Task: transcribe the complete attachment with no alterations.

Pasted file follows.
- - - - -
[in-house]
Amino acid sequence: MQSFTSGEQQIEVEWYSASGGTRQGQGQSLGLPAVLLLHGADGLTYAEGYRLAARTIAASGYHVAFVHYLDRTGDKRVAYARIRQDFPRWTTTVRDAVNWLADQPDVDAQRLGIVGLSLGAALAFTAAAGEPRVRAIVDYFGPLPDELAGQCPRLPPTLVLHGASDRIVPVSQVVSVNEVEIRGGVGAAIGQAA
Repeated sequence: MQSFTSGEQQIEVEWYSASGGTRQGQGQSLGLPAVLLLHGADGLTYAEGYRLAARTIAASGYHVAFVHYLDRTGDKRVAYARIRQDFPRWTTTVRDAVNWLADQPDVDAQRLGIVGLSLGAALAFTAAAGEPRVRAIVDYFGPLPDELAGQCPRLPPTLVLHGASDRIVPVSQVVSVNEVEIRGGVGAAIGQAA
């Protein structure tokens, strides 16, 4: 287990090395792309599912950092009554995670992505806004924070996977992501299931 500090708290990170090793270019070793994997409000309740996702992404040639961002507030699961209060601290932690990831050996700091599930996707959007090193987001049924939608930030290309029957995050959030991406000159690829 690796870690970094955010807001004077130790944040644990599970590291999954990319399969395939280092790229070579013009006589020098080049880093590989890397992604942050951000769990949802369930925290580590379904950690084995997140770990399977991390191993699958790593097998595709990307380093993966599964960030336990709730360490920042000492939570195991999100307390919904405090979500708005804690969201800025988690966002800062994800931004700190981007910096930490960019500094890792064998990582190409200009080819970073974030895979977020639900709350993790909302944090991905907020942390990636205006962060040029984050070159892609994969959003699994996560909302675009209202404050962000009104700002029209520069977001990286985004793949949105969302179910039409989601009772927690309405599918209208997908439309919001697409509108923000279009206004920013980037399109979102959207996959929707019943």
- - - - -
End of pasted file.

[in-house]
Amino acid sequence: MQSFTSGEQQIEVEWYSASGGTRQGQGQSLGLPAVLLLHGADGLTYAEGYRLAARTIAASGYHVAFVHYLDRTGDKRVAYARIRQDFPRWTTTVRDAVNWLADQPDVDAQRLGIVGLSLGAALAFTAAAGEPRVRAIVDYFGPLPDELAGQCPRLPPTLVLHGASDRIVPVSQVVSVNEVEIRGGVGAAIGQAA
Repeated sequence: MQSFTSGEQQIEVEWYSASGGTRQGQGQSLGLPAVLLLHGADGLTYAEGYRLAARTIAASGYHVAFVHYLDRTGDKRVAYARIRQDFPRWTTTVRDAVNWLADQPDVDAQRLGIVGLSLGAALAFTAAAGEPRVRAIVDYFGPLPDELAGQCPRLPPTLVLHGASDRIVPVSQVVSVNEVEIRGGVGAAIGQAA
């Protein structure tokens, strides 16, 4: 287990090395792309599912950092009554995670992505806004924070996977992501299931 500090708290990170090793270019070793994997409000309740996702992404040639961002507030699961209060601290932690990831050996700091599930996707959007090193987001049924939608930030290309029957995050959030991406000159690829 690796870690970094955010807001004077130790944040644990599970590291999954990319399969395939280092790229070579013009006589020098080049880093590989890397992604942050951000769990949802369930925290580590379904950690084995997140770990399977991390191993699958790593097998595709990307380093993966599964960030336990709730360490920042000492939570195991999100307390919904405090979500708005804690969201800025988690966002800062994800931004700190981007910096930490960019500094890792064998990582190409200009080819970073974030895979977020639900709350993790909302944090991905907020942390990636205006962060040029984050070159892609994969959003699994996560909302675009209202404050962000009104700002029209520069977001990286985004793949949105969302179910039409989601009772927690309405599918209208997908439309919001697409509108923000279009206004920013980037399109979102959207996959929707019943």